On a trail of rain-soaked misery, 200 residents of the southern Kosovo city of Djakovica wandered through Pristina today seeking someone from any organization -- the United Nations, NATO, the Red Cross -- who could help free male relatives seized by Serbian police more than six weeks ago.

"Help me get back my son please," read the sign carried by Sabrije Bytyqi, 52, an ethnic Albanian whose 31-year-old son, Jeton, was arrested in Djakovica May 11 and is believed to be in a Serbian prison somewhere across the Kosovo border. Bytyqi and the others, who walked forlorn and wet from the office of one international group to another here in the Kosovo capital, departed for home this evening on three buses knowing no more than they did when they left Djakovica this morning.

"We've been protesting for two weeks" in Djakovica, said Visar Dobruna, 29, whose younger brother, Burim, was arrested on a city street May 9. "We came here to get some international help, but no one seems to know what can be done."

Thousands of ethnic Albanian men were imprisoned before and during the Serb-led Yugoslav government's all-out military campaign against separatist guerrillas in Kosovo and the ethnic Albanian population from which they drew their support. Most were bused out of the province in the days immediately before NATO peacekeeping troops arrived on June 12 and are believed to be held in prisons across Serbia -- in the cities of Leskovac, Nis, Pozarevac, Valjevo and Kraljevo, among others.

Belgrade has "said nothing" about the prisoners, said Francois Zen Ruffinen, an official with the International Committee of the Red Cross. "It is silent. As soon as we ask indiscreet questions they say, `Mind your own business.' "

The prison population in Kosovo was known to be about 3,000 in late March, just before the government offensive began. Hundreds -- possibly thousands -- more were arrested in succeeding weeks. The Djakovica residents, for instance, presented the Red Cross with a list naming 706 people, most of whom were seized between May 7 and 13, when Serbian police and paramilitary units raided a city neighborhood. Another 800 people are missing from surrounding villages, and in numerous other communities across Kosovo, families are reporting missing men daily.

"We receive [families] one by one," Ruffinen said, "and all the requests are connected to this situation: `I want my husband,' `I want my son,' `I want my father.' So we open files."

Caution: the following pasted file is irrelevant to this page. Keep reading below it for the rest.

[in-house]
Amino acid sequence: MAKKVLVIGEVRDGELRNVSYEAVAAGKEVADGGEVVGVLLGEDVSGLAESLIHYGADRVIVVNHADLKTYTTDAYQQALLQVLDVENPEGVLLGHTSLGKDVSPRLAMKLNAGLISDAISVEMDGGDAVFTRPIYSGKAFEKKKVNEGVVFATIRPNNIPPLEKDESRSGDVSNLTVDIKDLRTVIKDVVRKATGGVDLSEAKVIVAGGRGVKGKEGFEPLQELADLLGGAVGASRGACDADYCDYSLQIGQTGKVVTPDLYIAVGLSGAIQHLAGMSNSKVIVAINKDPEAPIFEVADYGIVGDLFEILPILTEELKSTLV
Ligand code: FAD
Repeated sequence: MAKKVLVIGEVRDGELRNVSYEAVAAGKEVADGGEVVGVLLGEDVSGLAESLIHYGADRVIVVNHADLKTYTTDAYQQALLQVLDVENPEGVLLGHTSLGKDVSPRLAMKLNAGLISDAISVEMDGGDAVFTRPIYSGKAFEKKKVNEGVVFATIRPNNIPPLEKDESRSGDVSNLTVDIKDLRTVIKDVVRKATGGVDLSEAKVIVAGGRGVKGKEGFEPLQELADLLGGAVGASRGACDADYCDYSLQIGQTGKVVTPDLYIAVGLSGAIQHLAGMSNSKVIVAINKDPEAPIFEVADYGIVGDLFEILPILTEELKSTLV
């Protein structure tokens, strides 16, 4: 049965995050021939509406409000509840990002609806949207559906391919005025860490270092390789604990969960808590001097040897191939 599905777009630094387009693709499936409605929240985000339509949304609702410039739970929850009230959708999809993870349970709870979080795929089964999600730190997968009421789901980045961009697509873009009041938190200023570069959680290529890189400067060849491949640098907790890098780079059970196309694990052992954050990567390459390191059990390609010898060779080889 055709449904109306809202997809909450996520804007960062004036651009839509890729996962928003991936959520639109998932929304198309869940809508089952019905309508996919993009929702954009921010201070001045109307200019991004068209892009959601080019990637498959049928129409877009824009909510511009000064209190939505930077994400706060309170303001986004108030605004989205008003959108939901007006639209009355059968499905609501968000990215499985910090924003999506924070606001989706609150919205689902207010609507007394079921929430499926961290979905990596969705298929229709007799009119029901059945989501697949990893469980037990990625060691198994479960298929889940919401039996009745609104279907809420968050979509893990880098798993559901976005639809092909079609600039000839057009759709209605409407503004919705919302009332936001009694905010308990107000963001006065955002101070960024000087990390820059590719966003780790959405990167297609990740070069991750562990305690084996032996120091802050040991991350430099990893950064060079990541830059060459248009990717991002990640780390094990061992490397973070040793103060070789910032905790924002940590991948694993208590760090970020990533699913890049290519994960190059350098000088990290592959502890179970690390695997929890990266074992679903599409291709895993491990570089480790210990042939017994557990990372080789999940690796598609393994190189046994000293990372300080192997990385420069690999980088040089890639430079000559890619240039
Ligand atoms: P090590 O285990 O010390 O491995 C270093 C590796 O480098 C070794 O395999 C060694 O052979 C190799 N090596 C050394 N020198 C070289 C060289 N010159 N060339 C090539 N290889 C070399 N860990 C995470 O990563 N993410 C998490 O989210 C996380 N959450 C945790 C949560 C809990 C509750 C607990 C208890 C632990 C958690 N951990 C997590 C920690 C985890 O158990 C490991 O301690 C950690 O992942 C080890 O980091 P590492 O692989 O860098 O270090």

On the night the peacekeeping force entered Kosovo, NATO troops entered the province's principal prisons and found them empty, Ruffinen said. In some, the soldiers found blood-stained walls and other evidence of brutality.

Ruffinen said the Red Cross has been in touch with the Yugoslav Ministries of the Interior and Justice but that a promised list of ethnic Albanian prisoners has not materialized. He said the ministries acknowledged that they had at least 2,000 prisoners 10 days ago but said they need time to produce a complete list before giving it to international organizations or inmates' families.

Once the list is received, Ruffinen said, the Red Cross will contact prisoners' families. In an agreement with the Belgrade government, the Red Cross was to have been permitted to visit prisons and relay messages between inmates and their relatives, but the agreement has not been honored since the NATO bombing campaign against Yugoslavia began on March 24. Ruffinen said former senator Bob Dole will take part in a meeting in Vienna Friday to discuss the prisoners but that so far very little diplomatic pressure has been brought to bear on Belgrade over the issue.

Last Friday, Belgrade authorities released 166 prisoners, who were transported back to Kosovo by the Red Cross. Among them was Ilir Bajraktari, 17, a high school student who was arrested in a village outside the western Kosovo city of Pec on May 13.

Bajraktari said he and other prisoners were routinely beaten until they lost consciousness while they were held in a Pec jail. He said men who appeared to be doctors examined them during beatings, sometimes stopping the assault and sometimes telling prison guards they could continue a little longer.

Some of those released have reported that a number of prominent political prisoners, including physician and human rights activist Flora Brovina, have been subjected to torture. "We hear she is in very bad condition and paralyzed," said Ruffinen, adding that the reports are unconfirmed. Brovina -- a beloved figure in Kosovo who organized political rallies here -- was arrested during the government offensive and is believed to be imprisoned in the town of Pozarevac.

On June 12, as NATO troops began pouring across the Kosovo border, Bajraktari said the entire population of the Pec jail, about 450 men, was transferred by bus convoy to a prison in the Serbian town of Zajecar. Along the way, he said, police continued to assault prisoners, and, in the city of Vranje, Serbian civilians were allowed to board the buses and attack the prisoners. But when they arrived in Zajecar, Bajraktari said, all the prisoners were examined by physicians, and the beatings stopped.

Many released prisoners said that the police had demanded to know if they were members of the Kosovo Liberation Army, the main ethnic Albanian rebel force in the province. Bajraktari said he was never a member of the group and does not know why he was arrested.

CAPTION: Ethnic Albanians are mourning their dead across Kosovo, as in the village of Djakovo, where a young girl weeps for children said to have been slain by Serbs.